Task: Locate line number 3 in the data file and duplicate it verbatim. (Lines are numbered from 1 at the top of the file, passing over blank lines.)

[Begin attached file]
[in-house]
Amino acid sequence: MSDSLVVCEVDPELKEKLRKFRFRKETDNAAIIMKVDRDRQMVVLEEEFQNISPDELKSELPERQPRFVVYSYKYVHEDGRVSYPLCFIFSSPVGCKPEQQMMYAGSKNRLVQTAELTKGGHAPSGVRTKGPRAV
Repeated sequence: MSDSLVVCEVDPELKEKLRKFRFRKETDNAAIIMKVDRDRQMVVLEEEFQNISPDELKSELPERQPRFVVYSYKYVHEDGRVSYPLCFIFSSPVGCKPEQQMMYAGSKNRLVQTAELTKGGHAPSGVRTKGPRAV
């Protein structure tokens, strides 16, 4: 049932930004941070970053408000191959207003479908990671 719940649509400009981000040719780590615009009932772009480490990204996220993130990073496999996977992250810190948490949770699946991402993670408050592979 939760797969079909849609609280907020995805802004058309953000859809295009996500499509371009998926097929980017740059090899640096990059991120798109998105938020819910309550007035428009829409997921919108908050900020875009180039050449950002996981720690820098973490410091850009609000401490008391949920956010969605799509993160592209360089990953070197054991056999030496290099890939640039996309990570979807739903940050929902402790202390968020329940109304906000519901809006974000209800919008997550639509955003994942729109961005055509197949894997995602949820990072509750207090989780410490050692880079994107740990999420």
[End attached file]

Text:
Repeated sequence: MSDSLVVCEVDPELKEKLRKFRFRKETDNAAIIMKVDRDRQMVVLEEEFQNISPDELKSELPERQPRFVVYSYKYVHEDGRVSYPLCFIFSSPVGCKPEQQMMYAGSKNRLVQTAELTKGGHAPSGVRTKGPRAV